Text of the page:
Harvard Law professor Cass Sunstein is best known as co-author, with Nobelist Richard Thaler, of the multi-million selling book Nudge. The idea that the behaviors of citizens and employees can be steered in a way that is beneficial to them have taken root worldwide. Today, there are hundreds of behavioral science teams, often called “nudge units,” in governments and corporations around the world.
The common strategy of the most famous nudge interventions is to reduce or eliminate effort for the beneficial outcome. So, instead of filling out a form to join a retirement savings plan, the employee is opted in automatically but can easily opt out if desired. This simple intervention has helped millions of people save more for their retirement, a goal that benefits both the individual and society as a whole.
A similar opted-in approach has increased the number of people volunteering to donate their organs after death.
Nudge vs. Sludge
If nudges have a mortal enemy, or perhaps the equivalent of antimatter to matter, it’s “sludge.” Thaler and Sunstein use this term to describe unnecessarily effortful processes, bureaucratic procedures, and other barriers to desirable outcomes.
Cass Sunstein, now in his second stint in a White House role, has exposes this conflict head-on in his new book, Sludge: What Stops Us from Getting Things Done and What to Do about It.
He shows how the most effective government programs, Medicare and Social Security, reach almost all eligible citizens because the government does the recordkeeping and offers simple enrollment processes to receive benefits. (Some financial planners might argue that it’s a bit too easy to apply for Social Security. Many people would be better off delaying that application to increase their monthly benefit amount.)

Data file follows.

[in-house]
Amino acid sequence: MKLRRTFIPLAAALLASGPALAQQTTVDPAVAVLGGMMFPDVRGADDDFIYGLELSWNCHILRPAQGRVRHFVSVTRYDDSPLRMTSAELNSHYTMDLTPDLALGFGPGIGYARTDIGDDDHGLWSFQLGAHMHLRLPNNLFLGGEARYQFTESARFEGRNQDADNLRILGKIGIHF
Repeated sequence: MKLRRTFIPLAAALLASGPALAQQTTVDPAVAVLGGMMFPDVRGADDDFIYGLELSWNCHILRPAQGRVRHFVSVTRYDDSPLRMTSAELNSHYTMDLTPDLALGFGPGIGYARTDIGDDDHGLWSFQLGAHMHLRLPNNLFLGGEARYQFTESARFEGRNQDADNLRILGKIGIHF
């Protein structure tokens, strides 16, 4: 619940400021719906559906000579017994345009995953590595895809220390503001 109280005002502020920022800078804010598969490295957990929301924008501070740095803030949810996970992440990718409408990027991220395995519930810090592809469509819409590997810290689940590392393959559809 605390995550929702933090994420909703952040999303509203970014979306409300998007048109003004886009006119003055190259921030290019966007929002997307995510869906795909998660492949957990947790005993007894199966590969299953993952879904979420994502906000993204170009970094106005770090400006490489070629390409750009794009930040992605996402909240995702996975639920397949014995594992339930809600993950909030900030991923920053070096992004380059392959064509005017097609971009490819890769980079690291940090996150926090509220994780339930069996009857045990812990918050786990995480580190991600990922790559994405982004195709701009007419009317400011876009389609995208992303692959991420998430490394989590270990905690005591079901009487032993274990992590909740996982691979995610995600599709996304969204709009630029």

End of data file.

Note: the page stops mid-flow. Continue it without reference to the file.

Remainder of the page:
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Other programs have more complicated processes. The forms are complex, verification of eligibility may be time-consuming, and applications can be rejected for missing or incorrect information. These programs may reach only a fraction of those eligible.
De-sludging to help children
In my recent interview with Sunstein, he pointed out that those most in need of assistance programs are often the most affected by sludge. “Cognitive scarcity” is one issue that he found affected participation in school lunch programs for kids in need. If a parent is focused mostly on work, child care, and putting food on the the table, filling out a complicated government form seems particularly off-putting. The parent may also fear getting in trouble for submitting the form.
The solution to enroll more needy kids was “direct certification.” School districts or localities could simply certify that a child was eligible for free lunches without parent form filling or arduous verification steps. Fifteen million children have accessed free lunches via direct certification programs.
“The level of sludge went from pretty high to zero, and when it went to zero the number of kids went to millions,” Sunstein said.
Business has sludge, too